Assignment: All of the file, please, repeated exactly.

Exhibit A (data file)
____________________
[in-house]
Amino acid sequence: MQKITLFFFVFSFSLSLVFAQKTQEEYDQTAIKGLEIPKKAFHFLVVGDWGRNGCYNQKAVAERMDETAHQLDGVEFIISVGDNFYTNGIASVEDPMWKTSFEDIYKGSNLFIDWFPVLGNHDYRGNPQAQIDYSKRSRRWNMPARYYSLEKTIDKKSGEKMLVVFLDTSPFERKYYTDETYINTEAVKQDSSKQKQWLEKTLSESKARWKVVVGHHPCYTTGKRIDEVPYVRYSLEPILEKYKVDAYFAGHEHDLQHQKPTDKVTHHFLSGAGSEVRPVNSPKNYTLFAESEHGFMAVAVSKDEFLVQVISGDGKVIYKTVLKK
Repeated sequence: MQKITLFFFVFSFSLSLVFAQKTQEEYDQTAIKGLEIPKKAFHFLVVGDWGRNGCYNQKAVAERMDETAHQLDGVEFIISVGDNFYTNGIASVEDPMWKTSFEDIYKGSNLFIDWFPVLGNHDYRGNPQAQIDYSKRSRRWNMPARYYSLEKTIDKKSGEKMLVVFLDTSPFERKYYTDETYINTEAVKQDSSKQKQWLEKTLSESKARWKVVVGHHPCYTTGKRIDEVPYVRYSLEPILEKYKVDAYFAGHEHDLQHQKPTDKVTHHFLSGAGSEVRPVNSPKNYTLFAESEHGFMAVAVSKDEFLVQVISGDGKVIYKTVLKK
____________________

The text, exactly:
[in-house]
Amino acid sequence: MQKITLFFFVFSFSLSLVFAQKTQEEYDQTAIKGLEIPKKAFHFLVVGDWGRNGCYNQKAVAERMDETAHQLDGVEFIISVGDNFYTNGIASVEDPMWKTSFEDIYKGSNLFIDWFPVLGNHDYRGNPQAQIDYSKRSRRWNMPARYYSLEKTIDKKSGEKMLVVFLDTSPFERKYYTDETYINTEAVKQDSSKQKQWLEKTLSESKARWKVVVGHHPCYTTGKRIDEVPYVRYSLEPILEKYKVDAYFAGHEHDLQHQKPTDKVTHHFLSGAGSEVRPVNSPKNYTLFAESEHGFMAVAVSKDEFLVQVISGDGKVIYKTVLKK
Repeated sequence: MQKITLFFFVFSFSLSLVFAQKTQEEYDQTAIKGLEIPKKAFHFLVVGDWGRNGCYNQKAVAERMDETAHQLDGVEFIISVGDNFYTNGIASVEDPMWKTSFEDIYKGSNLFIDWFPVLGNHDYRGNPQAQIDYSKRSRRWNMPARYYSLEKTIDKKSGEKMLVVFLDTSPFERKYYTDETYINTEAVKQDSSKQKQWLEKTLSESKARWKVVVGHHPCYTTGKRIDEVPYVRYSLEPILEKYKVDAYFAGHEHDLQHQKPTDKVTHHFLSGAGSEVRPVNSPKNYTLFAESEHGFMAVAVSKDEFLVQVISGDGKVIYKTVLKK